3. How the thought of penalties could affect team performance in extra-time.
  4. Deciding before the game starts who will take the penalties if needed.
  5. How players take that walk to the spot.
  6. Having a few ‘go-to’ penalties to choose from.

Talking Tactics

It isn’t just the head coaches that are kept in the loop at these meetings. All of the Under-17 team players were also consulted about it when they had their team meetings at the National Football Centre at St. George’s Park.

These team meetings cover everything. They decide whether they want to take penalties and then they go about practicing different penalties based on the different opposition goalkeepers and knowing where the previous penalties have gone.

Crocker stated that it wasn’t as simple as players practising every single day; he said that there are some players who simply do not want to practice every day and that they would rather just take it in the game. Every player has different wants and needs and the training needs to be specifically tailored to each player’s style.

Crocker asks players to choose from one through to ten how much they want to take part inn England penalty shootout; one being desperate to take one, ten being – I’m outta here and straight in the dressing room. Players responses varied immensely – some even wanted a number twelve or thirteen!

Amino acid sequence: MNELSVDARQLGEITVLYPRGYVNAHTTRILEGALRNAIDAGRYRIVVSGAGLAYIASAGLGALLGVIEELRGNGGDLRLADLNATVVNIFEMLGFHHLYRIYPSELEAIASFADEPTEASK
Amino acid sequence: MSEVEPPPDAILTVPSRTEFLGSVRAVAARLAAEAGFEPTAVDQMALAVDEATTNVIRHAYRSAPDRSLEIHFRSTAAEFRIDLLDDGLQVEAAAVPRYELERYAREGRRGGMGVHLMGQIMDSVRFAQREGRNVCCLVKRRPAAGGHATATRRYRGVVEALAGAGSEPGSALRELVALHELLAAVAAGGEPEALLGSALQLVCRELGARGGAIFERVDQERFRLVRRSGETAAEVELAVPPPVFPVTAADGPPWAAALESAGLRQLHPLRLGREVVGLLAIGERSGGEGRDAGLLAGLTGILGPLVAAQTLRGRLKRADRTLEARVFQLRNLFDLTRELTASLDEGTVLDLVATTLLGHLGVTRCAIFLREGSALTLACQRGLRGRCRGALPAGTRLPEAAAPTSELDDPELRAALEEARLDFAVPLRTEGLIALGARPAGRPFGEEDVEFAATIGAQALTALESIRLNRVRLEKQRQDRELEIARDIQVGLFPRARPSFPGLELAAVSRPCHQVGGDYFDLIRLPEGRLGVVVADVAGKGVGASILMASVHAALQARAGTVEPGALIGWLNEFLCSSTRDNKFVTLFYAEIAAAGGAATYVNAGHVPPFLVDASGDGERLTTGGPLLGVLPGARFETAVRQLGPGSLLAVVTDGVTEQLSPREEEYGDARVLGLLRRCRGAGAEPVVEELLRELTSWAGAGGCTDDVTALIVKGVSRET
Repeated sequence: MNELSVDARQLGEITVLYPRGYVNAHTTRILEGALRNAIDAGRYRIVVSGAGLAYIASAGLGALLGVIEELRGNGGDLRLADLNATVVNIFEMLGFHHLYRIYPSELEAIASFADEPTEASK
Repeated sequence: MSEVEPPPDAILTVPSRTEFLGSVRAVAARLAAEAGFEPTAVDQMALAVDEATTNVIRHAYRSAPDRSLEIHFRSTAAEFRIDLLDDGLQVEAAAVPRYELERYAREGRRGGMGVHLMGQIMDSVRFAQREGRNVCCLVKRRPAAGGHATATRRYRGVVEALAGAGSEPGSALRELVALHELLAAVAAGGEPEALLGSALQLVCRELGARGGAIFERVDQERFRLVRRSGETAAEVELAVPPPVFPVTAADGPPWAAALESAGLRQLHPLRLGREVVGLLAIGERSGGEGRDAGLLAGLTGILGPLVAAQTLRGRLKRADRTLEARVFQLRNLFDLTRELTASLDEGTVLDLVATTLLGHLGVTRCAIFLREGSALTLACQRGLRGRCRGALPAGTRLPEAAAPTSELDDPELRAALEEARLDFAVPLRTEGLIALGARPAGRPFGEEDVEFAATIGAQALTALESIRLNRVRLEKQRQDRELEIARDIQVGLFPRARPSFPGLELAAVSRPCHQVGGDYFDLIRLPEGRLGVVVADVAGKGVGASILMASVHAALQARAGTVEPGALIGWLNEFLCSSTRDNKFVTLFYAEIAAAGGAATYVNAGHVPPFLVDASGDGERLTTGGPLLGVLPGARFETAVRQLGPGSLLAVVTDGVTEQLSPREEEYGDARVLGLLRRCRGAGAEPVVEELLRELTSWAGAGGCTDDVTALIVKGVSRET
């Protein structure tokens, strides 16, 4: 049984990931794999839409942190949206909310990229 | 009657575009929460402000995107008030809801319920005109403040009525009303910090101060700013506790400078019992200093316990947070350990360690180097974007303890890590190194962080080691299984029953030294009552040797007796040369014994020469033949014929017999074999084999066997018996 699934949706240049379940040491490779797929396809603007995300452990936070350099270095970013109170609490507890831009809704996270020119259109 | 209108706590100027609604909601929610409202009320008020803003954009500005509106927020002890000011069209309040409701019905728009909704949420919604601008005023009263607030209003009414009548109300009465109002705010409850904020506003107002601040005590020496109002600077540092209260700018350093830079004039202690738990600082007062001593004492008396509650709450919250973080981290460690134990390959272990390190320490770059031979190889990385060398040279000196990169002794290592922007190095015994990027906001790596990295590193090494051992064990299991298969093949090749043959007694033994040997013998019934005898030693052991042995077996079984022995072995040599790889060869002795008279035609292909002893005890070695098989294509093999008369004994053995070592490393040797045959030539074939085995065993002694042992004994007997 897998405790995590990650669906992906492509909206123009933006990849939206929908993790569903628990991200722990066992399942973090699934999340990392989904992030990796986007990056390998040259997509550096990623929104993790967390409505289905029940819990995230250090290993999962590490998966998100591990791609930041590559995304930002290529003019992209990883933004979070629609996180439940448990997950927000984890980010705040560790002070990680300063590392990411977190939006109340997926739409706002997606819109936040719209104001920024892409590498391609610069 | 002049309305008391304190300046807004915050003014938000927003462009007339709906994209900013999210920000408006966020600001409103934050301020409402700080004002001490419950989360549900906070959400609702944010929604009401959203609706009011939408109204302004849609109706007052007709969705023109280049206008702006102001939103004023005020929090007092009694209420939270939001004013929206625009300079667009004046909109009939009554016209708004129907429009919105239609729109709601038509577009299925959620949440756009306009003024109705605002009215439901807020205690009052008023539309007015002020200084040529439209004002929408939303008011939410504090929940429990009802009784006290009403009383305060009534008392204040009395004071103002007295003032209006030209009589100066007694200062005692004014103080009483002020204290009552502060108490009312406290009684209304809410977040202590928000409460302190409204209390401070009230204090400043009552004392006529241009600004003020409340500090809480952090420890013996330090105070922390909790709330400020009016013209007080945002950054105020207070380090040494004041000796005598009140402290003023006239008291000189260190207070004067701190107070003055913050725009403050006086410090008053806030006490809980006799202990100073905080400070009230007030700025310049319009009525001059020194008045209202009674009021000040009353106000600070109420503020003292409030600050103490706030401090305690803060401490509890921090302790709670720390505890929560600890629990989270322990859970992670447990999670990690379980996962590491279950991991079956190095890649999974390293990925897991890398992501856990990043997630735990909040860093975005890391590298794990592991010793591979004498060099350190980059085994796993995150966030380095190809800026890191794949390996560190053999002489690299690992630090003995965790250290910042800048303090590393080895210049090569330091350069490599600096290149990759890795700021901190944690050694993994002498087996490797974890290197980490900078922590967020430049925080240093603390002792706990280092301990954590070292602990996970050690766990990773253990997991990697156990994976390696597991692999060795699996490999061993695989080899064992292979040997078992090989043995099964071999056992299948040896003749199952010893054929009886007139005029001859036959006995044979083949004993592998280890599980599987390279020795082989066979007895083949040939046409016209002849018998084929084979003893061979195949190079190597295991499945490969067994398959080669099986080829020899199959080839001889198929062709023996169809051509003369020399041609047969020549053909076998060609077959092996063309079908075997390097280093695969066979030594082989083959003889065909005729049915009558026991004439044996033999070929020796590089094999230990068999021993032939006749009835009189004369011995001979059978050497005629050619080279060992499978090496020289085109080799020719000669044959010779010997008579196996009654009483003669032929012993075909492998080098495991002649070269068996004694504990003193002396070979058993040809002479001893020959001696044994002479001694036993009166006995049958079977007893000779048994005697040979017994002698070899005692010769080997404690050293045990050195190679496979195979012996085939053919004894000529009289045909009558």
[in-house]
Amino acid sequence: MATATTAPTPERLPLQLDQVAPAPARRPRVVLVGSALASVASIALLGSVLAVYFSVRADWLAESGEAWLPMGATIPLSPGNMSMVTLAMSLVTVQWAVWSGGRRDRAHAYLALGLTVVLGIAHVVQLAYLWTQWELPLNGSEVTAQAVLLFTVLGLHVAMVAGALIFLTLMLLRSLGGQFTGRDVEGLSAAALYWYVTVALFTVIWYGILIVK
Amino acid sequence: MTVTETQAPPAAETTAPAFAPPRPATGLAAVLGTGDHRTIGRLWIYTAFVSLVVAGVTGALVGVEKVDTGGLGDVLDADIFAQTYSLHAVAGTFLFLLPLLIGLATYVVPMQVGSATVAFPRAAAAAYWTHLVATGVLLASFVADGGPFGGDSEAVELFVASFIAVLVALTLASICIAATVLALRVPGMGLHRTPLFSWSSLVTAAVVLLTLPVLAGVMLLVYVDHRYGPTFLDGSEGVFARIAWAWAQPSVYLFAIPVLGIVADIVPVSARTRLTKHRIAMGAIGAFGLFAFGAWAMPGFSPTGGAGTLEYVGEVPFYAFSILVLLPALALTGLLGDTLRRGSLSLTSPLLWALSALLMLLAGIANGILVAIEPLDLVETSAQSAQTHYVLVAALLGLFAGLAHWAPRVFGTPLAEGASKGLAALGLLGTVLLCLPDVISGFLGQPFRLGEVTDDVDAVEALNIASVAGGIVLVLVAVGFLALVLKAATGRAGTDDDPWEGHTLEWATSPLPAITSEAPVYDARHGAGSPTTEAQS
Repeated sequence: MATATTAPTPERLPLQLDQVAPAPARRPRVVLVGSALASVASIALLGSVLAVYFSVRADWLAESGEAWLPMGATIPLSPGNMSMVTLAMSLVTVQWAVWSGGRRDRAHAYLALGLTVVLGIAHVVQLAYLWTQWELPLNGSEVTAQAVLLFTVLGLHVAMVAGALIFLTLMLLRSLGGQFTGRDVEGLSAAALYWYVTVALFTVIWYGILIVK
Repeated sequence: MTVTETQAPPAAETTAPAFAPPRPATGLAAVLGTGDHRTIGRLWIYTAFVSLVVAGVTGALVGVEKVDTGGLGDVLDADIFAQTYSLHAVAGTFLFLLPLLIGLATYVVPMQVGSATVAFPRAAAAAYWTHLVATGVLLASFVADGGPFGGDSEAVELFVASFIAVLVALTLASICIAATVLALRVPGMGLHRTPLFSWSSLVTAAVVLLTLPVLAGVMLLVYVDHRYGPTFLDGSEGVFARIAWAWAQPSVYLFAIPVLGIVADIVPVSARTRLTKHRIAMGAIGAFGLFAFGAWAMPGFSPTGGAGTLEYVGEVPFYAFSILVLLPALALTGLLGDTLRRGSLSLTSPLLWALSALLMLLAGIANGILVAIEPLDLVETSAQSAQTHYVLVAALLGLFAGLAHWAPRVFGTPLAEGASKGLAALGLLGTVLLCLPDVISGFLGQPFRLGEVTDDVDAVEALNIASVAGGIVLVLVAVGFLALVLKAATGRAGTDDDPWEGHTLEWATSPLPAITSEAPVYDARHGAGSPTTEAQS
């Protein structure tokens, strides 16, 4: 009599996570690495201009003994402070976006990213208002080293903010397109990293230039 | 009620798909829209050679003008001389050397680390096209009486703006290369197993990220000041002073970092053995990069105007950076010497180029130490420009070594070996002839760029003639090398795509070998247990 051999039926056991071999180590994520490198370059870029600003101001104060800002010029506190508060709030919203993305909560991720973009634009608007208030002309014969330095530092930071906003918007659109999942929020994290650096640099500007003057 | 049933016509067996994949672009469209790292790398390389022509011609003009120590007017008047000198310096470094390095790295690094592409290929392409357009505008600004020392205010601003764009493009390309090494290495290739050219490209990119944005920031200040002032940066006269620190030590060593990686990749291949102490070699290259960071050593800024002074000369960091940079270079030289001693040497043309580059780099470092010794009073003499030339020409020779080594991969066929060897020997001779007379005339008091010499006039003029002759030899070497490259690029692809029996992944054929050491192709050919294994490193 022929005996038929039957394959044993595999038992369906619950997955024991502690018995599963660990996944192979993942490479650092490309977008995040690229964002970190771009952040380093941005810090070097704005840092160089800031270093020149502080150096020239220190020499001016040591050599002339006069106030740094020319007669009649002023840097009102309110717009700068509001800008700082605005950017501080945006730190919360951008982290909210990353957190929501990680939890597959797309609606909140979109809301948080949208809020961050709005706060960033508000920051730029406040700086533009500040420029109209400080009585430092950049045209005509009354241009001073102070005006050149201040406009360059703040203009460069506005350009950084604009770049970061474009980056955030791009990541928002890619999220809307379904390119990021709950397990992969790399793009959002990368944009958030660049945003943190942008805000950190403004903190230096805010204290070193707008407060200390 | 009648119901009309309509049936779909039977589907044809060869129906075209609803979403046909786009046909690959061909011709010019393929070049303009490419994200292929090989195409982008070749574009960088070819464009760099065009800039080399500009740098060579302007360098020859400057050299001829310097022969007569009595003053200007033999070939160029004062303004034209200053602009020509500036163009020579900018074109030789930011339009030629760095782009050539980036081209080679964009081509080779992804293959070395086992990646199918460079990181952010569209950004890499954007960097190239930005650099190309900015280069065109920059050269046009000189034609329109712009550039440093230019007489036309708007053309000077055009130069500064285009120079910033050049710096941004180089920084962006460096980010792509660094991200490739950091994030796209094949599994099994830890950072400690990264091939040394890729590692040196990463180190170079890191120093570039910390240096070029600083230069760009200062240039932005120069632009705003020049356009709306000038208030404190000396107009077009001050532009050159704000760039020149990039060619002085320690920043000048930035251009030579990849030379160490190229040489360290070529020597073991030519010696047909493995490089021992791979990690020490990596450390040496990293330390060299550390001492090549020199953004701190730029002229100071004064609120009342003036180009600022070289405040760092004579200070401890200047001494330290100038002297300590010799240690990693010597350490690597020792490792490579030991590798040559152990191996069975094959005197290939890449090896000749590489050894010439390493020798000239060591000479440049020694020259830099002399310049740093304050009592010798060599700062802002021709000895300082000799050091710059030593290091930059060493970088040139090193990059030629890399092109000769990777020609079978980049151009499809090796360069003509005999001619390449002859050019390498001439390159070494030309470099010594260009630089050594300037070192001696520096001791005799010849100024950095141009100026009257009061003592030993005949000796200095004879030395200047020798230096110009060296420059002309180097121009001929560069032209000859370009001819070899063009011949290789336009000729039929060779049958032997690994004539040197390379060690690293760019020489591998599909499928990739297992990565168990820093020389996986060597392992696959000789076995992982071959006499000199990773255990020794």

It’s All about Honesty

Crocker also said that there are four main areas that need to be discussed with regards to penalties:

  1. What are you thinking about going into extra-time? Some players voiced concern that the idea of going into penalties when nearing the end of extra-time made them so nervous that it affected their game play. Therefore the team needs to find a solution needs to prevent this.
  2. Having a plan and being organised when the ref blows the final whistle. The responsible coaching staff must be in agreement on who will be taking the penalties – based on the eleven players left on the pitch, and in what order they will take them.
  3. How you walk to the spot kick. How does it feel as you approach the ball? Do nerves make you rush it? How can you keep the same routine that you would in normal match play?
  4. How do you actually strike the ball? If this is not your first penalty then you need to have another one to rely on as well so you aren’t predictable for the goalkeeper. All in all, how will you, as a player, manage all the four stages?

This organisation seemed to work well in the qualifying match against Japan. Crocker described how, at the penalty shootout against Japan, the team was well organised as soon as the penalties were happening. However, the Japanese players were still running around not sure who was taking the penalties and what was happening. This was the one game where England has triumphed.

The Future of England Penalties

So, maybe organisation is key. What is sure is that something needs to change in order to make England penalty shootouts go our way. Who knows, maybe this time in four years’ time we’ll have another addition to our ‘England’s Best World Cup Moments’ list – and it may be a penalty shootout success! Top sportsbooks such as 888sport, William Hill and Ladbrokes are always going to give fantastic odds for England winning a penalty shootout – maybe it’s time to put money on it for once.